Back in 1980, the situation in the Scada/DCS world was of multiple, more or less proprietary systems producing data in a range of formats. Kennedy spotted an opportunity and developed the PI data logger/historian along with software interfaces for the multitude of sensors in the wild**. Staying ‘in the middle’ has been ‘in the business plan for decades’. ‘We found that were good at what we do and focused on doing it better and better’. ‘We stayed away from anything that looked like competing with vendors, our goal was always to be infrastructure’. As new protocols came along, OSIsoft told clients that they would interface with ‘anything they wanted so long as we maintained and supported it’, initially at a fixed price of $10k. Kennedy thought that this activity would quieten down after a while but no, the company still spends a third of its development effort on interfaces.

And so to the big question, why sell to Aveva? Kennedy reported that there had been offers to acquire the company right from the outset. The first was in 1980! The problem was that the acquirers ‘wanted us to be their digital force, this would be good for them but not so good for us. Our plan was to be independent broker’. So why sell now? Kennedy sees a great future for data. ‘I think people have underestimated the size of systems by orders of magnitude. Think smart cities with huge systems for water, power, electric cars. Add-in solar on the roof, batteries … the whole thing is beyond capabilities of people. The grid, the supply chain, there are very many systems out there and exploding data volumes and novel data types like streaming video. Reasons which, in our opinion argue for a great future for OSIsoft’s staying in the middle approach’.

In recent years, Kennedy was approached by Kleiner Perkins and other VCs who convinced him that the company needed more cash to finance its expansion, ‘even though we had plenty of money in the bank!’ Kennedy eventually came up with a more compelling reason for selling, ‘One of the reasons was that I thought now was a good time is that .. I’m old!’ (Kennedy is a sprightly 78 year old). ‘It’s time for me to not work so hard’. ‘But there are plenty of good people in the company and we are going on ahead into the big new systems. It’s time to expand, instead of thinking few million points think few trillion. That’s really what’s coming!’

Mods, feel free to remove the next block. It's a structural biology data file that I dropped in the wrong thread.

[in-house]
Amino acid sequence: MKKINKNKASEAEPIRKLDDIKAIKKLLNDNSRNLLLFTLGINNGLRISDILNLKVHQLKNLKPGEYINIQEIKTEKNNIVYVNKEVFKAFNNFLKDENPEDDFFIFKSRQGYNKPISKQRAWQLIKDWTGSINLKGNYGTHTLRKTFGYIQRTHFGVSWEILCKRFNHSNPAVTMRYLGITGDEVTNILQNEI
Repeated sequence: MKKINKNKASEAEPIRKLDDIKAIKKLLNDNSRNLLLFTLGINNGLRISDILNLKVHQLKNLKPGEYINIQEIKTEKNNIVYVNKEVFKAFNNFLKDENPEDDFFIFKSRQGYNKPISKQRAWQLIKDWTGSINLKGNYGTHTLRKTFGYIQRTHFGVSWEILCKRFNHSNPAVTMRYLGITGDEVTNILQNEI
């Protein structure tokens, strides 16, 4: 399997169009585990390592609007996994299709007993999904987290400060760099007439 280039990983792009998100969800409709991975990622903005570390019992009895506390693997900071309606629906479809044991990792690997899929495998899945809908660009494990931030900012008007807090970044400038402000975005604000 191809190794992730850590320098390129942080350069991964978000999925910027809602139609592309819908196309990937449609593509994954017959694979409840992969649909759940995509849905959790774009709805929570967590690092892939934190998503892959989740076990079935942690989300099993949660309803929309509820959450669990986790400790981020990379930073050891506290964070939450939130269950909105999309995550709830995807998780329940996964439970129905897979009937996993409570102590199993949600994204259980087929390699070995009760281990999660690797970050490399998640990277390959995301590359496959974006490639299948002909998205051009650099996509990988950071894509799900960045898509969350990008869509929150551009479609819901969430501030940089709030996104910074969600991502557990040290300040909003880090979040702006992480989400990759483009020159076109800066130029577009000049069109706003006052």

Comment : It sound a bit like OSIsoft has abandoned its ‘stay in the middle’ principles with the Aveva acquisition. Another tricky piece of navigation will face the combined company as it tries to prize the ‘digital twin’ from the hands of its clients’ in-house data science teams.

* On the excellent Unsolicited Response/S4XEvents podcast.

** As an aside, the situation back in 1980 was pretty much the same as it is today. Many in industry looked at the competing systems and decided that all that was needed was ‘a standard’. Kennedy’s lot just rolled up their sleeves and got on building interfaces. As for the standards, they too are still going strong, with almost as many competing standards as there are vendors. The latest in the ring is Universal Automation, from no other than Aveva parent, Schneider Electric!